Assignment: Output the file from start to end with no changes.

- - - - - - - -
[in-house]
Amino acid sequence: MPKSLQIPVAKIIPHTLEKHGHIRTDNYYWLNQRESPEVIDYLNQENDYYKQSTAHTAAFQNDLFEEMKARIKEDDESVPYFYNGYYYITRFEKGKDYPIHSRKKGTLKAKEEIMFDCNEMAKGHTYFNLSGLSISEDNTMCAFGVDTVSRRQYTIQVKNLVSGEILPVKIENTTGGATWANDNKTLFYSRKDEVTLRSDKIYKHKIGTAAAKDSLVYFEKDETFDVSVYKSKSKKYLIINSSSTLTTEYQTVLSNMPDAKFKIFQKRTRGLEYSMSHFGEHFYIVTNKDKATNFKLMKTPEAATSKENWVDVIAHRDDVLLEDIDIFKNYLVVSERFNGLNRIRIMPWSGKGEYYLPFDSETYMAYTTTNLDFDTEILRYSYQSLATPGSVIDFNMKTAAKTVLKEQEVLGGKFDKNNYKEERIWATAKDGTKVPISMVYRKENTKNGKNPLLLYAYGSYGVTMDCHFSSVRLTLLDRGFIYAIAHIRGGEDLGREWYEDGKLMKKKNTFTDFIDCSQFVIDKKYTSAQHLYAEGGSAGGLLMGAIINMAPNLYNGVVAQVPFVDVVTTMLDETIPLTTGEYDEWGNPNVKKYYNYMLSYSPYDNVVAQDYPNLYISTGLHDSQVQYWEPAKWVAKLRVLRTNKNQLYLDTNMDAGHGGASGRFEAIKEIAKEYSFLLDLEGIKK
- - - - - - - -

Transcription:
[in-house]
Amino acid sequence: MPKSLQIPVAKIIPHTLEKHGHIRTDNYYWLNQRESPEVIDYLNQENDYYKQSTAHTAAFQNDLFEEMKARIKEDDESVPYFYNGYYYITRFEKGKDYPIHSRKKGTLKAKEEIMFDCNEMAKGHTYFNLSGLSISEDNTMCAFGVDTVSRRQYTIQVKNLVSGEILPVKIENTTGGATWANDNKTLFYSRKDEVTLRSDKIYKHKIGTAAAKDSLVYFEKDETFDVSVYKSKSKKYLIINSSSTLTTEYQTVLSNMPDAKFKIFQKRTRGLEYSMSHFGEHFYIVTNKDKATNFKLMKTPEAATSKENWVDVIAHRDDVLLEDIDIFKNYLVVSERFNGLNRIRIMPWSGKGEYYLPFDSETYMAYTTTNLDFDTEILRYSYQSLATPGSVIDFNMKTAAKTVLKEQEVLGGKFDKNNYKEERIWATAKDGTKVPISMVYRKENTKNGKNPLLLYAYGSYGVTMDCHFSSVRLTLLDRGFIYAIAHIRGGEDLGREWYEDGKLMKKKNTFTDFIDCSQFVIDKKYTSAQHLYAEGGSAGGLLMGAIINMAPNLYNGVVAQVPFVDVVTTMLDETIPLTTGEYDEWGNPNVKKYYNYMLSYSPYDNVVAQDYPNLYISTGLHDSQVQYWEPAKWVAKLRVLRTNKNQLYLDTNMDAGHGGASGRFEAIKEIAKEYSFLLDLEGIKK